Wednesday, October 7, 2009
The Metaphysical World of Alexander Aksinin I
The Metaphysical World of Alexander Aksinin in Ex Libris
When I started collecting bookplates a couple of years ago, I was fortunate to make the acquaintance of Nadia Kovalenko, the director of Kharkiv’s bookplate society in Ukraine. After several months of correspondence, she sent me a letter along with the copy of one ex libris of a gifted artist. She said: “… three years ago I discovered the bookplates of Alexander Aksinin. I am sending you one of these bookplates. At the time I thought that this artist is a genius but, unfortunately, I couldn’t find anybody who knew anything more about the artist, except for Nikolai Molochinskiy, Kharkiv’s graphic artist from our ex libris society. He told me that Aksinin is from Lviv, Ukraine, and that he died in a car or plane accident in 1985. And that was all the information I could unearth. Later, I realized that Aksinin had occupied a very special place in my mind.” Nadia asked for my opinion of the ex libris she sent. Here is my attempt to decipher the content of his work.
It is an interesting ex libris, inviting us to interpret its meaning. The technique is superb and the content is even more fascinating. It seems that even from the words “Memorial Ex Libris… one could assume that the work was done for a special occasion such as an anniversary, most like a marriage. This assumption appears to be reinforced by the fortress or house in the form of a cone, symbolizing the family and the red stripes can represent the bond of the couple. As for the apple and pear, I don’t have any particular idea; however, in the aforementioned context the half-eaten apple might symbolize 50 years of married life (associating the apple with Adam and Eve). As for the other fruit, a pear without an apple was always associated with the male’s genitals, although I am not sure how to link it to this particular image. From the look of these two creatures, one could guess that the owners of the bookplate prefer the science fiction titles in their library. The most ambiguous element of this work is the cone. Usually this is associated with the tower of Babel, but in this case the cone appears upside down.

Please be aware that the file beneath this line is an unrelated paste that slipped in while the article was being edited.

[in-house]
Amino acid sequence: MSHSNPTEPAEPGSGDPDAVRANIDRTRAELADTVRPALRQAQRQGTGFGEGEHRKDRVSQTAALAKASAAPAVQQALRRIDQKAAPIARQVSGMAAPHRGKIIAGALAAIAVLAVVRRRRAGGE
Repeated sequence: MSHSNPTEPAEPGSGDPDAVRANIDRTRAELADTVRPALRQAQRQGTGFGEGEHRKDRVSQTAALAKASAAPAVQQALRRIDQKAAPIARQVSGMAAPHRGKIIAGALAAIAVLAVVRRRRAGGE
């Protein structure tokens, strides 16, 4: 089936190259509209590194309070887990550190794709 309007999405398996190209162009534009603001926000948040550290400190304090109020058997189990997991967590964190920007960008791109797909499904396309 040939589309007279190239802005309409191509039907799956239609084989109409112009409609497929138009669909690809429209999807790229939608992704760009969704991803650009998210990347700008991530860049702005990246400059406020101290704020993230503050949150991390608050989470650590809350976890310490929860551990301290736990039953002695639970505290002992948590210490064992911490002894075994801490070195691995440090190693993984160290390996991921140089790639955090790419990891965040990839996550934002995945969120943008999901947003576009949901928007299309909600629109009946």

Soon thereafter, Nadia Kovalenko referred me to the excellent article written by Viktor Rivaling, published in the Toronto Slavic Quarterly web journal. There I learned that “Alexander Aksinin (1949-1985) was a graphic artist specializing in engravings. He was killed in an airplane crash while en route to the opening of an exhibition of his works in Tallinn. V. Rivulet’s article was first published in the journal Chasy, no. 36 (1982); portions of it also appeared in K. Kaminski’s Antologgia Globoid lagoon.”
In his article, Victor introduces the reader to one of his won bookplates made by A. Aksinin. I have this bookplate in my collection as well. Here is what the author of the article writes in regards to the work:
“On one of the walls of my apartment hangs a bookplate by Aksinin. There is a strange creature, a semi animal or semi human formed by triangles in the center of an ellipse surrounded by a geometrical ornament on the perimeter at the edge of the figure. It renders a